Guensmork Alcin is attempting to change this. He is working with the International Organization for Migration (IOM) to expand OpenStreetMap, a free and open source map of the world that has one of the most detailed GIS data sets in existence on Haiti. Guensmork, known as Guens, is training local IOM staff and folks from the International Committee for the Red Cross and the World Food Programme responding to the epidemic on how to use hand-held GPS devices to collect data to add to maps on OpenStreetMap. He is one of 30 Haitians recently hired by IOM to work full-time contributing to OpenStreetMap to improve map details and grow the community around it.

Humanitarian OpenStreetMap Team

I first met Guens last March when I traveled to Haiti with the Humanitarian OpenStreetMap Team (HOT). In the days immediately following the January earthquake, hundreds of volunteers from all over the world used recently liberated satellite imagery to trace roads, building footprints, and other map features of Haiti into the OpenStreetMap database. The data they produced quickly became critical to the response and was used on the GPS devices of first responders and as a resource in planning the response by the UN cluster system. As part of the Humanitarian OpenStreetMap Team, I was in Port au Prince to help UN and NGO staff understand how to use and participate in OpenStreetMap. We also wanted to find ways to engage with civil society members and NGOs with a long-term stake in Haiti -- and not just with the humanitarian workers that would cycle out after the initial stages of the response.

Guensmork Photo: Guensmork Alcin leading an OpenStreetMap training, courtesy of Todd Huffman

Guens became involved as a representative of the Cite Soleil Community Forum. He had seen aid workers survey Cite Soleil and believed that, with a little help in the form of a loaned GPS or two, the people of Haiti's most famous slum could collect this information -- vital to planning the distribution of aid -- themselves. Inspired by Mikel Maron's work mapping Kibera, Nairobi, we partnered with Community Forum to throw a a mapping party in Cite Soleil to bring folks together to learn about OpenStreetMap and find out how they could get involved and contribute to it by mapping their neighborhoods.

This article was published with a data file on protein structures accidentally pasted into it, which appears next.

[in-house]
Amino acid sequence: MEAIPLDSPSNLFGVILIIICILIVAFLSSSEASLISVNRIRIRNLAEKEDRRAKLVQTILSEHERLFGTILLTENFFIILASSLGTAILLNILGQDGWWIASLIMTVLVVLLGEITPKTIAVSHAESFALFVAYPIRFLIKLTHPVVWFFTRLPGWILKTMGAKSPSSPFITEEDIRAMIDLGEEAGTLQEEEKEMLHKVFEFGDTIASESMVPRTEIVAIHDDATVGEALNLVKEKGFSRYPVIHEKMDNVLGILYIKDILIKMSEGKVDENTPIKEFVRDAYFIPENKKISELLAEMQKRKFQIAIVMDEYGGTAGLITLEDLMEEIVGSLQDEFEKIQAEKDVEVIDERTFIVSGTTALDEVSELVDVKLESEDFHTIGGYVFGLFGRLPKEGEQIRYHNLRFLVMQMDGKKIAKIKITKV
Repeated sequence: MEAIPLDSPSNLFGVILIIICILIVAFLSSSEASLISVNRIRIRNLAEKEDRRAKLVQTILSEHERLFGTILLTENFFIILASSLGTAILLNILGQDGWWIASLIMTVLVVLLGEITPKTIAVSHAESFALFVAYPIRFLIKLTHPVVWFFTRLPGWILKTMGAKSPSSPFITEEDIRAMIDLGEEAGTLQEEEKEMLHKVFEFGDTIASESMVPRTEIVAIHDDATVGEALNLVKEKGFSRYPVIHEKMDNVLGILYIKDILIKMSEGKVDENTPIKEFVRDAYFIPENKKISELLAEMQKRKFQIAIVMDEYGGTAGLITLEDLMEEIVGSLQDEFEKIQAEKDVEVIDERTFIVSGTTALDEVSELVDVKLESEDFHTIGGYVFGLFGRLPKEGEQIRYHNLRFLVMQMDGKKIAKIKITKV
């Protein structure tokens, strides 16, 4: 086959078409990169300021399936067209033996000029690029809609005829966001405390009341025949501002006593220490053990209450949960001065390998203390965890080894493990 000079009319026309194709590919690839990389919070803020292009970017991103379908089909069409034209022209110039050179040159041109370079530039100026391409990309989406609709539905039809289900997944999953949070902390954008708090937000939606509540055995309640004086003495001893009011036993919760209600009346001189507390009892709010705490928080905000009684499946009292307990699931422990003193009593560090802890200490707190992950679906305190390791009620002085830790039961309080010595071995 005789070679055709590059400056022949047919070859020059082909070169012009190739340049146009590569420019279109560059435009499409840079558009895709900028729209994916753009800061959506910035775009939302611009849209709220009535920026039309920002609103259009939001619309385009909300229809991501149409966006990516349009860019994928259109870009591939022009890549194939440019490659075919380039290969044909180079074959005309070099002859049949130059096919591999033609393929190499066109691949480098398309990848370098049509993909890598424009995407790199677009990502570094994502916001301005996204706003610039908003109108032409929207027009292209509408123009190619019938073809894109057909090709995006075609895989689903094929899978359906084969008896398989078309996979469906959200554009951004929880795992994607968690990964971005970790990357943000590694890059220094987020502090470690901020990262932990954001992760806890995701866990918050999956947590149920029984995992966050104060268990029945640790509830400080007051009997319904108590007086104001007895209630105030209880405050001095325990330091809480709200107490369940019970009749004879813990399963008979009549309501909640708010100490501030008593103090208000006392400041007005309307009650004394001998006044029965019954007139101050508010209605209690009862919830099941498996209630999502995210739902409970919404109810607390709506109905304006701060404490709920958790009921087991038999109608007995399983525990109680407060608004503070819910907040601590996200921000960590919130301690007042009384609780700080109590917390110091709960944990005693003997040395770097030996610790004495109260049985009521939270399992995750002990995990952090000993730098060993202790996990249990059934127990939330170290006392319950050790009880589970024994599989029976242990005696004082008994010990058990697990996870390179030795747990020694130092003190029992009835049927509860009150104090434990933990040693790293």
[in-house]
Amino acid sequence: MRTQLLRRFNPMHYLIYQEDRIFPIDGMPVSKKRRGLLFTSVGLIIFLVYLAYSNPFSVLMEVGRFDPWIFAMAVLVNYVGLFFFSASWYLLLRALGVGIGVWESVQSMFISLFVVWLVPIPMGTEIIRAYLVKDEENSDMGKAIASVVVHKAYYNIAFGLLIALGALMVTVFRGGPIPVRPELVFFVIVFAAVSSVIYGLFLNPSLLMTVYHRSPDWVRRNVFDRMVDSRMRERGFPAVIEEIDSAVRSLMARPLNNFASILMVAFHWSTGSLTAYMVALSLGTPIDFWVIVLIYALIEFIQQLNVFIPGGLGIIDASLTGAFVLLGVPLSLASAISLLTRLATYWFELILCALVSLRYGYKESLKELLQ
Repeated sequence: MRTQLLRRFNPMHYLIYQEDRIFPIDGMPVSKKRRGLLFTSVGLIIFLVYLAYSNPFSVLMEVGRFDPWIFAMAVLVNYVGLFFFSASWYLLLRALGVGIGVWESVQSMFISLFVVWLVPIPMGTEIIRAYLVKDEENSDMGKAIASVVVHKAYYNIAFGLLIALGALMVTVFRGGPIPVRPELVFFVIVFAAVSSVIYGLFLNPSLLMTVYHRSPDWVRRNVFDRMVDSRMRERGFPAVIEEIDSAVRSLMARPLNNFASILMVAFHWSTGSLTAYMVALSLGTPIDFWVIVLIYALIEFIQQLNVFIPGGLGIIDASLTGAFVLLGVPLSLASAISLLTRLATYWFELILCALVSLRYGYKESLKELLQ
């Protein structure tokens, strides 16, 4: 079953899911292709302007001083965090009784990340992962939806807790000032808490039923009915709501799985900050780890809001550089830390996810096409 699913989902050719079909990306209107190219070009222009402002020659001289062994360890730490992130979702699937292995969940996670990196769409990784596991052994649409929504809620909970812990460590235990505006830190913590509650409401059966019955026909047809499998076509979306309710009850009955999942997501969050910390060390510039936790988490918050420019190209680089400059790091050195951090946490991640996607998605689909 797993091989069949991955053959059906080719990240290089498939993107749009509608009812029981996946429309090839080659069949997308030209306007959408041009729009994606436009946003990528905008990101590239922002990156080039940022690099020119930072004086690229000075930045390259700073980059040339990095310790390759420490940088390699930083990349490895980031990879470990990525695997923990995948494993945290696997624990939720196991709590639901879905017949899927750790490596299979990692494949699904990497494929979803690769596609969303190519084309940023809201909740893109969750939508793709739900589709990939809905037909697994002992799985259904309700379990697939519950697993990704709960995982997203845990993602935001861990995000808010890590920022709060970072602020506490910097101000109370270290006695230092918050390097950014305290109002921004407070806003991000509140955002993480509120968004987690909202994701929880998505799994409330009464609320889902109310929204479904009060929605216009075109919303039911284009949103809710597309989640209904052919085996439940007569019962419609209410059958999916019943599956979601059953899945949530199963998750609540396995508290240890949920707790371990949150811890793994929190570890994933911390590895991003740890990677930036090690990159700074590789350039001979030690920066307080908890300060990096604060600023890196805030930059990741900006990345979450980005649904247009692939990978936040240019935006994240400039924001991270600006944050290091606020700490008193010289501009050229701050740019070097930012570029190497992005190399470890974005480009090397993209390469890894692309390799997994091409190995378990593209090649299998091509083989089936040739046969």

Importance of Accurate Information

Eight months later I returned to Haiti on the fifth trip undertaken by the Humanitarian OpenStreetMap Team. Since that first mapping party, we've worked with Guens and other Cite Soleil residents to map first their community and then other parts of the country. The team they've built is collecting data critical to the cholera response, building the local OpenStreetMap community, and ensuring that the best maps of the country are created by Haitians and are free to use by anyone who needs them.

As the cholera epidemic worsens, the work that Guens and his team are doing is only more important. Accurate information about the location and quality of water and sanitation infrastructure and health facilities is critical to efforts to combat the disease. With the continued support of IOM, this data will be public, regularly updated, and available for use by all aspects of the response.


Custom/simplified maps with OpenHeatMap and/or OpenStreetMap

I'm working on a project with OpenHeatMap, which overall seems like a great, simple well-executed project. It's meeting all my needs, except it relies on OpenStreetMap for its mapping, and I can't find a way to reduce the level of detail it presents. Ideally, I'd like it to simply show a very high-level view of one state, and keep out the clutter, but I can't find any way to do this on either OpenStreetMap or OpenHeatMap.